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Beyond Supreme Court ruling: Romney, Obama, and America don't get Hispanics

Hispanic-Americans comprise the fastest growing electorate in the country and possibly the most misunderstood. Their views on the Arizona immigration law (SB 1070), which the Supreme Court upheld in part with its ruling today, exemplify the complex contours of Hispanic voters.

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And what about the tempestuous issue of immigration? Studies consistently confirm that Hispanics are fully attuned to the intricate dynamics of the subject, support sealing permeable borders, and appreciate the costs and demands of citizenship. And while they certainly experience themselves as a distinct class of Americans (as 47 percent attest), they also appreciate the value and necessity of assimilation (87 percent count proficiency in English as important to succeeding in the US).

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In this light, attempts to win the Hispanic vote through simplistic demagoguery on immigration are not only condescending but destined for failure.

The same complexities apply to religion. According to a 2007 Pew survey, for more than two-thirds of Hispanic-Americans, political matters are fundamentally intertwined with religious ones, dampening the persuasive impact of strictly secular appeals to them. This means that the question of how naturally conservative or liberal they are is enmeshed in the fabric of their religious identity, which turns out to be evolving.

Approximately one-third of all Catholics in America are Latino, and this number promises to expand over time. But a 2006 Pew study found that a majority of Latino Catholics identify themselves as “charismatic” or pentecostal – or those who incorporate less traditional practices like divine healing, speaking in tongues, and personal revelation into their worship.

This swelling cleavage between traditional Catholic practitioners and converts to Evangelicalism is significant for political reasons. While Catholic Hispanics tend to be more conservative than the general population when it comes to gay marriage and the size and role of government, Evangelical Hispanics typically lurch further to the right on social issues, foreign policy, and the remediation of poverty.

It's also worth noting that the Hispanic experience in America seems to include a generational secularization: While 69 percent of Hispanic immigrants describe religion as central to their lives, only 49 percent of Hispanics born here say the same. As the numbers of Hispanics born in the US continue to flourish, the metamorphosis of their spiritual identity will have reverberations that affect the entire landscape of American religious – and political – life.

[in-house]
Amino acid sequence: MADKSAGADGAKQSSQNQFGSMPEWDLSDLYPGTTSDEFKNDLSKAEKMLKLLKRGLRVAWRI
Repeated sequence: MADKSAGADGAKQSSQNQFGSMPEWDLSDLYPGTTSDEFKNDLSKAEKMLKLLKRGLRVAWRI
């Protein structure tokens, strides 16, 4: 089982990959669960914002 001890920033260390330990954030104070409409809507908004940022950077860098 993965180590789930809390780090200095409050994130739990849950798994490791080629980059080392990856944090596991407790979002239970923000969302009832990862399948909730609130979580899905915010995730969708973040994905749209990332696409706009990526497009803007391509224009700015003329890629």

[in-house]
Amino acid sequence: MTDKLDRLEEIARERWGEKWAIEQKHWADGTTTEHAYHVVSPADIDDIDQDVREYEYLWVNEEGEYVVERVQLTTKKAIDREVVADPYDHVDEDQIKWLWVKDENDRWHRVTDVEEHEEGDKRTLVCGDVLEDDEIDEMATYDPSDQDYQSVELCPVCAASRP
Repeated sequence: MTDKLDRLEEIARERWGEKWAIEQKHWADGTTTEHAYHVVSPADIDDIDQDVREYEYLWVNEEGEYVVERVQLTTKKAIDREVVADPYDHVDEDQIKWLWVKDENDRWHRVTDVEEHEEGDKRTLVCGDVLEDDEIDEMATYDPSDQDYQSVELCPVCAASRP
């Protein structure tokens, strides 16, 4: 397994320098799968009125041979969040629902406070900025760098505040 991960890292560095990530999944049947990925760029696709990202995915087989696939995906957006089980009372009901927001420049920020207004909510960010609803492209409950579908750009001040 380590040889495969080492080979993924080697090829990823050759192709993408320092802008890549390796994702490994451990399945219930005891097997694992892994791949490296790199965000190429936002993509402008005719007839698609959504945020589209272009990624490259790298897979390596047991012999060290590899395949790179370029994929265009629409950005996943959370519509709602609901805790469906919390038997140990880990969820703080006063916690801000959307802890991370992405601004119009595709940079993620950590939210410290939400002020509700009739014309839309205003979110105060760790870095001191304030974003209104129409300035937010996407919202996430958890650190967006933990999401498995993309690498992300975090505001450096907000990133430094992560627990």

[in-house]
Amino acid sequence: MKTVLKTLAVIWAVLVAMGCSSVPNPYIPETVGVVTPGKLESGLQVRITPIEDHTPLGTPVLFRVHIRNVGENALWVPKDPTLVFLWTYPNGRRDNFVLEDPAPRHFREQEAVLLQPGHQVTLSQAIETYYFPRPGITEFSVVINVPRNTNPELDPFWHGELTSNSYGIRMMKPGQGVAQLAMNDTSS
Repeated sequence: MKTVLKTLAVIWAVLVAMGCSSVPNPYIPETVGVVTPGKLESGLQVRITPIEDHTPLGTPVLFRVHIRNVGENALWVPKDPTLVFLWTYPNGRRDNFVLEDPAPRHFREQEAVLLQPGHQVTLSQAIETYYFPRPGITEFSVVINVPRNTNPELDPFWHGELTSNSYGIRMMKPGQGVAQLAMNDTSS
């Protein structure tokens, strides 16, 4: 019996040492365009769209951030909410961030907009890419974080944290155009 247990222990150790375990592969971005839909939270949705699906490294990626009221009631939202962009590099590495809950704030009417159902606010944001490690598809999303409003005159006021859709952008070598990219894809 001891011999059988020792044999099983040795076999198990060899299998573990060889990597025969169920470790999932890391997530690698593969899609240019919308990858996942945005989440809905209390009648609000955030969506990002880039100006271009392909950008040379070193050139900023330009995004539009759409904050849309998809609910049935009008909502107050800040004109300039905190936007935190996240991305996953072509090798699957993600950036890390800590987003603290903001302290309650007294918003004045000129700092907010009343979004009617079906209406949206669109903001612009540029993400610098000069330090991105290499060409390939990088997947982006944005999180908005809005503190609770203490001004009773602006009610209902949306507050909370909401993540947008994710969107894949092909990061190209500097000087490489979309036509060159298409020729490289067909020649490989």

With the presidential campaign season in full swing, Mr. Obama and Mr. Romney have set their focused sights on Hispanic allegiance. However, both Democrats and Republicans have failed to engage seriously with the diverse, complex Latino community and their interests. Instead, candidates choose cheap rhetorical victories over opportunities for forthright leadership.

Obama’s approach has been marked, or marred, by opportunistic pandering: Rather than articulate an overarching plan for immigration reform, he cherry picked one legislative component of the stillborn DREAM act and enacted it by dubious executive fiat.

Romney’s strategy has been to maintain a posture of obdurate evasiveness: After placating the far right by sullying every possible compromise with the stain of amnesty, he now refuses to stake a clear position, peddling intentional ambiguity as principled moderation. The parties have finally found common ground in their appetite for relentless (even strategic) inaction and vagary.

But the plight and interests of Hispanic-Americans aren’t just important to pandering politicians in an election year. All Americans should take notice of the contest for Hispanic-American voters, partly because of their inexorably growing influence and impact, and partly because their plight is microcosm of our national identity as a whole.

In a way not duplicated by any other country in the world, American identity is less about place and borders than it is about ideas. Our country's emphasis on the beliefs that constitute the national soul rather than birth on its soil (or country of origin). make it an ideal home for the world's wandering homeless. Hispanics have come here in droves, inspired by the same optimism that has attracted so many from other distant shores. Since they are here to stay (79 percent report that they would do it all over again if given the chance), we should learn more about this rising new community of Americans.

Ivan Kenneally is a writer living in Brooklyn, New York.


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